I would imagine that I know less about the Doctrine and Covenants than your average seminary student.
Since I am teaching Gospel Doctrine, now seems like an ideal time to remedy this situation. (Who was it who said, “The thought that one is to be hanged in a fortnight concentrates the mind wonderfully?”) So, I cobbled together a little study program so I can put together semi-respectable lessons. (BTW, one critical component of my plan–Jim’s notes–has yet to materialize and it is Friday. Jim, help!) At any rate, I’ve been in awe of the resources that are available, and how much fun it is to use them, so I wanted to share:
(1) Looking up footnotes no longer requires shuffling pages. Using the scriptures at www.lds.org, you can click on the first footnote in the verse in order to get a new page that shows the verse and all of the footnotes on that verse–not just the references to other texts, but the entire text. See here for an example.
(2) Wanna hear BYU Religion professors in a semi-informal discussion of the text? Click here. Some of the discussion is banal, but there are enough gems to make it worth the time. An added benefit is that each episode has a list of relevant Ensign articles included.
(3) Perhaps this is a subject for another post, but where is the venue for scholarly study of the D & C? (FARMS didn’t have anything that I could find. I guess we have to wait until the D & C is ‘ancient’ for that to happen . . .) What little I could find is available online through the Harold B. Lee Library in BYU Studies (and a few articles in The Religious Educator, including an excellent one relevant to this week’s lesson by Richard Bushman about language and revelation.)
Let me know if I have missed any good online resources for studying the D & C. Are any of the print commentaries worth buying?
Also, there seems to be two different strains of thought on the best way to study the D & C. This from President Joseph Fielding Smith, as quoted in the intro to the Institute manual:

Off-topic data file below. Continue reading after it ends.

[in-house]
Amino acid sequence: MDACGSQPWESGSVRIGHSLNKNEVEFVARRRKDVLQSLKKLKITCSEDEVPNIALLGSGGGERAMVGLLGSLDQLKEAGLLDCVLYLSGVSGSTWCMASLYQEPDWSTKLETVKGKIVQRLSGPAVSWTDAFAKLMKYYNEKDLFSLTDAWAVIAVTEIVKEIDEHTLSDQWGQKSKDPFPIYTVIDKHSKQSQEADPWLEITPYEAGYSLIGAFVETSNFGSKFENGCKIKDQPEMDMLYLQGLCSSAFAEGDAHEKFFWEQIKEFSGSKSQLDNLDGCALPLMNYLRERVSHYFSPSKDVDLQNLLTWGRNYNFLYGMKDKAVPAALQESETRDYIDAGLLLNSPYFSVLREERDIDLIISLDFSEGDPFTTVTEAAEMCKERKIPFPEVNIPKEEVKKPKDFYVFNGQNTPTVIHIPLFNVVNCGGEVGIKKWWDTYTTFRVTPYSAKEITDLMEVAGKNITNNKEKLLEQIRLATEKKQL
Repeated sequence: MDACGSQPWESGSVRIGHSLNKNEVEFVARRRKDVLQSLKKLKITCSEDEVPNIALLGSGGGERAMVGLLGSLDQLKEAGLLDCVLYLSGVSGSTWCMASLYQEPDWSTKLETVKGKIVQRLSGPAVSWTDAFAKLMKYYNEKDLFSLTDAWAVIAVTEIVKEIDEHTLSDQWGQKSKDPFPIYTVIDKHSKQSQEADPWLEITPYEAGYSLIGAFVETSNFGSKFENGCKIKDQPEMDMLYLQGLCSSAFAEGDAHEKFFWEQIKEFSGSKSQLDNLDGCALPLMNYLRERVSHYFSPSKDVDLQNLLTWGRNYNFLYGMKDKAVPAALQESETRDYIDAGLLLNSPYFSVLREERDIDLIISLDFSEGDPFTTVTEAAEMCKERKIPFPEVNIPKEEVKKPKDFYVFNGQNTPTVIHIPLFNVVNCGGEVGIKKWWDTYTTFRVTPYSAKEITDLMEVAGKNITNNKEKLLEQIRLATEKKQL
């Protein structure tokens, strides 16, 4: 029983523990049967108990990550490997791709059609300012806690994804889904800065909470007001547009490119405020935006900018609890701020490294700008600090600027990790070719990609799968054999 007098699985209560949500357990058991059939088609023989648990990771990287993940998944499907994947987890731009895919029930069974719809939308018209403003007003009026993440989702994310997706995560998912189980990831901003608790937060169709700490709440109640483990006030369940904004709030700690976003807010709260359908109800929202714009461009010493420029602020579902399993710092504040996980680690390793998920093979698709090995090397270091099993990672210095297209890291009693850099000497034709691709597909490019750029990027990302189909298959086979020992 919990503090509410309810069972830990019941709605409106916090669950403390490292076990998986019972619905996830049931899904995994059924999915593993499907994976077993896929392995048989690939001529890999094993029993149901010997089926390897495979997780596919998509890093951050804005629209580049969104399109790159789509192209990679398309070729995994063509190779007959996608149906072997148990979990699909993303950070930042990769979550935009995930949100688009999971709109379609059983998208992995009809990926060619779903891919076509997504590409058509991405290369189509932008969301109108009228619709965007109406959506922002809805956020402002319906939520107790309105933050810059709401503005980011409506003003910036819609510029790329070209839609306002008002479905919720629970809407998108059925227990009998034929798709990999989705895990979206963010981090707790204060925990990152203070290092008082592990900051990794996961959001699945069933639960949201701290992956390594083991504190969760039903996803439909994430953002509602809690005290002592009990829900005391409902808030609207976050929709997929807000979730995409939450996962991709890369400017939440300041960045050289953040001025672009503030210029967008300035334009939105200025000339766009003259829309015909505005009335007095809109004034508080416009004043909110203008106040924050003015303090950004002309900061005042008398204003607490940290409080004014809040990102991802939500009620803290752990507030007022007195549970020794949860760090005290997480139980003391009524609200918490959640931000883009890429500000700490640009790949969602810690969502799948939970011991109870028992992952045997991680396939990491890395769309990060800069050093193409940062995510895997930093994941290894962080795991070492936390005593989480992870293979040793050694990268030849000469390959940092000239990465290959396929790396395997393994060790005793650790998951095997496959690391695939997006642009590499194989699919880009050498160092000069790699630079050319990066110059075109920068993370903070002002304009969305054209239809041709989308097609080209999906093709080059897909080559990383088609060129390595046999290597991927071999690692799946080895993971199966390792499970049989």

â€œI heard a brother say he could not read the Doctrine and Covenants because it was so much like a dictionary. It is not a consecutive storyâ€”it changes the subject, and so onâ€”well of course it does. Many years ago when I was a president in a quorum of seventiesâ€”and in those days we did not have any supervision so far as our study was concernedâ€”it was decided by that quorum of seventies that they would study the Doctrine and Covenants, and I was appointed to be the class teacher. We took it up section by section. You are not going to get all there is out of it in any other way. You may take it up if you want to by topics, or doctrines, that is good; but you are not going to understand the Doctrine and Covenants, you are not going to get out of it all there is in it unless you take it up section by section; and then when you do that, you will have to study it with its setting as you get it in the history of the Church.â€? (Doctrines of Salvation, 3:199.)
This, of course, is different from the topical approach taken by the Sunday School curriculum. Would anyone who has spent some time studying the D & C like to weigh in on the relative merits of the two approaches?
(I should also mention that the recently revised Seminary Student Study Guide is a surprisingly good basic resource.)